- If you buy a frame, they probably have this problem worked out already.
- For our frame, we started by CNCing out an acrylic body. There was a resonance zone of the motor that led to high vibration that simply snapped the acrylic where the motor was mounted. It as awesome! It went totally sideways and the broken prop acted as an after burner with the other three props pointing right at us as it chased us around the yard. It was quite the comical sight.
- In turn, we reinforced those locations with 3D printed armor.
- Calibrate the IMU
- If you have a great looking drone, with the Arduino Nano RP2040 sitting a little pitched or rolled, then it will end in disaster. That's because as soon as it lifts off, it will try to correct those degrees. The effective correction has a 50% chance of flying it straight into the ground or flipping it over so quickly you won't have time to correct with a stick.
- To improve it, place the fully assembled drone on a level surface. In our code, uncomment the calculate_IMU_error function and deploy the code. Look at the serial monitor for the calculated IMU error values and instructions how to update it in the code. It takes about 30 seconds or more before it will dump out the new values you need. Comment it back out after you make the error value changes in the code.
- Start off level
- If you don't start level, this is just another set of variables you'll have to overcome when establishing the tuning of your code.
- Don't shortcut establishing a battery monitor.
- We went out of our way to design our PCB to provide an audible battery alarm. Drones will drain down a battery pretty quickly and it's easy to get focused on flight and forget how long you have been at it.
- Bigger Battery is Better
- We tried a very lightweight 7.4V LiPo. We loved it's light size, but compared to driving the ESCs with 14.8V, the smaller battery couldn't even think about getting the drone in the air. The 14.8V definitely spins faster and brings with it a roar that creates the needed lift to get off the ground for this big beast we are designing.
- Yaw needs special consideration for take off
- After a lot of head scratching, we realized that the Yaw correction was affecting take off. At take off, we just want to go straight up at our desired throttle speed. We realized that our code immediately was trying to achieve a fixed compass angle as soon as it was powered on. So, the fix was to store the startup yaw and handle stick input as a jog versus mapping the stick to a fixed yaw_IMU angle.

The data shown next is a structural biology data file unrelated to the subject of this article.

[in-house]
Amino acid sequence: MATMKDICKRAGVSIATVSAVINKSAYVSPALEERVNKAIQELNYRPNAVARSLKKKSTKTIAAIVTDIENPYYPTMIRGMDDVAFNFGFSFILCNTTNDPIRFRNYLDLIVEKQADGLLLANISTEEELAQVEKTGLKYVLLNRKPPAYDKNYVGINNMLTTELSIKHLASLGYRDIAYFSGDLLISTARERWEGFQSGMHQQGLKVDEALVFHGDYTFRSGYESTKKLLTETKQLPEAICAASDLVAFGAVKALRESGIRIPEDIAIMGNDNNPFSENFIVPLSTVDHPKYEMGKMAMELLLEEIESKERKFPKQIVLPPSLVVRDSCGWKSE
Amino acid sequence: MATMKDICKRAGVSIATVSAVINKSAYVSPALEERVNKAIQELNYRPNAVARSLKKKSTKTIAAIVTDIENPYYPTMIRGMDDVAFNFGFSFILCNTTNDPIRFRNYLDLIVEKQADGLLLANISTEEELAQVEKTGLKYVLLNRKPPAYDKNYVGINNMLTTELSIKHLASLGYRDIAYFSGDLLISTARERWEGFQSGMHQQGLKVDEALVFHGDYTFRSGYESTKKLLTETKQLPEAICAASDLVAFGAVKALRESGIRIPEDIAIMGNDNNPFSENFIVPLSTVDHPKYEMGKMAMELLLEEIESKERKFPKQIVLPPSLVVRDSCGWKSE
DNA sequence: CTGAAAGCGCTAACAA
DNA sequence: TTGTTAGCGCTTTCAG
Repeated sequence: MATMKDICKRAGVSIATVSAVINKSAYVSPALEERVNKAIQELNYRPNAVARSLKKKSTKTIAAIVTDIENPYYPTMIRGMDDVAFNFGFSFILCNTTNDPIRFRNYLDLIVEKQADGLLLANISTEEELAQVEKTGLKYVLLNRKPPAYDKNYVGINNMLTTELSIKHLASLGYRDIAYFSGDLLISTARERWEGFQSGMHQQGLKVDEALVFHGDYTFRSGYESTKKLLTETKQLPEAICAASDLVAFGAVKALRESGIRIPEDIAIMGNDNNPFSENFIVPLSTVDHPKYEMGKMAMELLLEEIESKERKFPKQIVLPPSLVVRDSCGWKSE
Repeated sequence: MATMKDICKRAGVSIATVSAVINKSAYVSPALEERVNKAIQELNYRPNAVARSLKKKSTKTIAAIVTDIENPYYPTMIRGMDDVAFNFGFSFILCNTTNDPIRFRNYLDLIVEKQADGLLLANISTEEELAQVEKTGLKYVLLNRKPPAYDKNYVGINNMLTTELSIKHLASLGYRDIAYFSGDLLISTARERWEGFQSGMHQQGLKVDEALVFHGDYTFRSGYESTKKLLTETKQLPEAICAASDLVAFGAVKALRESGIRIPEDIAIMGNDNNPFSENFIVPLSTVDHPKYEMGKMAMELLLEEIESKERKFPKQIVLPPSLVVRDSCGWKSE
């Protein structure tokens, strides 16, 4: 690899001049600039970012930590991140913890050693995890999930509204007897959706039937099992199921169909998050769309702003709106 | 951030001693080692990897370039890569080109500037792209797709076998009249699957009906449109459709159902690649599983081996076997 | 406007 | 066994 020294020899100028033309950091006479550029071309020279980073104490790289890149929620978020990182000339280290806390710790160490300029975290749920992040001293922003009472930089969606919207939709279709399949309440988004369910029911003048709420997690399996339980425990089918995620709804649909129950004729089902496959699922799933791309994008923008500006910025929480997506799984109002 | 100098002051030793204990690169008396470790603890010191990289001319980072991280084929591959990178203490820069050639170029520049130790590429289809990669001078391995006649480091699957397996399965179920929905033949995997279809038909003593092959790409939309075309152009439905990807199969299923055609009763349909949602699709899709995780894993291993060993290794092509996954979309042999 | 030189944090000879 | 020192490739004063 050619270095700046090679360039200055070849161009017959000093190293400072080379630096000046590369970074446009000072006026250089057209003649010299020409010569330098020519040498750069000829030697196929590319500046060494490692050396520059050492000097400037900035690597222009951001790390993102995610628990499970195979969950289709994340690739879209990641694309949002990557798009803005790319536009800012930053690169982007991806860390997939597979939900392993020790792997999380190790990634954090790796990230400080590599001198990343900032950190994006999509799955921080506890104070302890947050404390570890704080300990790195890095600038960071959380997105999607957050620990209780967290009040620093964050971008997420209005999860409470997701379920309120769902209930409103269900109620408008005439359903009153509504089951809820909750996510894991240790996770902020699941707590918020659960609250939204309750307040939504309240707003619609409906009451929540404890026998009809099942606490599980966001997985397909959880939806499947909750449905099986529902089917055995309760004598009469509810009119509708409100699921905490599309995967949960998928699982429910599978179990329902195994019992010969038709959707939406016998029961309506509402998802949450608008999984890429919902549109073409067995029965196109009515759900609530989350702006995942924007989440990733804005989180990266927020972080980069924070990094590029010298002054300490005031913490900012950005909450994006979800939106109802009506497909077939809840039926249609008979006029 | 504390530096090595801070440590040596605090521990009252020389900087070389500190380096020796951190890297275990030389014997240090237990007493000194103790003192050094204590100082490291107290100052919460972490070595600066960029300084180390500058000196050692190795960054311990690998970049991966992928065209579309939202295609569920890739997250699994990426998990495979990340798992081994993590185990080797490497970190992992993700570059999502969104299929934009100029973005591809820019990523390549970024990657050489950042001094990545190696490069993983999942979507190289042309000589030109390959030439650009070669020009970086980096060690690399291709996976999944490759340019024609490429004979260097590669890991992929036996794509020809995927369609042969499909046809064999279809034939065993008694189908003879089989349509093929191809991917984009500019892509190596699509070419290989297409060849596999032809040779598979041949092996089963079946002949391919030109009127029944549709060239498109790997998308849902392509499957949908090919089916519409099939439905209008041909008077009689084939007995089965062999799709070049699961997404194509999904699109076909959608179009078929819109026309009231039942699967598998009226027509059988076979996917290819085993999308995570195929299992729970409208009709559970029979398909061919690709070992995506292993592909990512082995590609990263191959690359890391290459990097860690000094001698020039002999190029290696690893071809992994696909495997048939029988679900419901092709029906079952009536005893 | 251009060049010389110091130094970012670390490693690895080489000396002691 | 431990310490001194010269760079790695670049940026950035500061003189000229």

- Gyro Speed is a bit slow.
- We found that the gyro speed must be faster than the overall loop speed of the PID calculations. Well, that means the overall loop speed has to be less than 104HZ as that is the specification of the Arduino LSM6DSOX that is built into the Arduino Nano RP2040 Connect.
- When you compare loop speeds to popular controllers they are doing 4KHz-8KHz. That's waaaaayyyyy faster. They claim they are in turn able to better filter out noise and provide better responsiveness. However, we got in the air and our beast is a great aireal camera.
- Gyro gets dizzy.
- We noted that if you rapidly roll or pitch the RP2040, the gyro takes about 3-4 seconds to stabilize. This will be an issue if you want to be a trickster. Definitely wouldn't allow for successful FPV flips and barrel rolls. Our aim is to showcase the chip, so we are sticking to it for this build - but definitely will have to upgrade the IMU tech for our next one.
- Arduino Nano RP2040 Connect's pin A6 (and probably A7) didn't work for analogread. It could handle up to about 1V. We found we had to update the WifiNina Firmware with the Arduino IDE to take it to 1.5.0. For some reason, 1.4.8 is what the firmware checker in the File->Examples claims is the latest. When you use the WifiNina Firmware updater, it lets you go to 1.5.0 which fixes the problem.
- Flex in the frame can be a major problem. Our acrylic frame could not be controlled no matter how we adjusted the coefficients for the PID controller. We could see it flex as it attempted to take off. We switch to a stiff frame and it jump 12 feet in the air in a split second. Still crashed, but it at least could get off the ground.
We'll keep updating this blog as time goes on. Visit the History to quickly see any updates.
11/6/2022 Started keeping history log.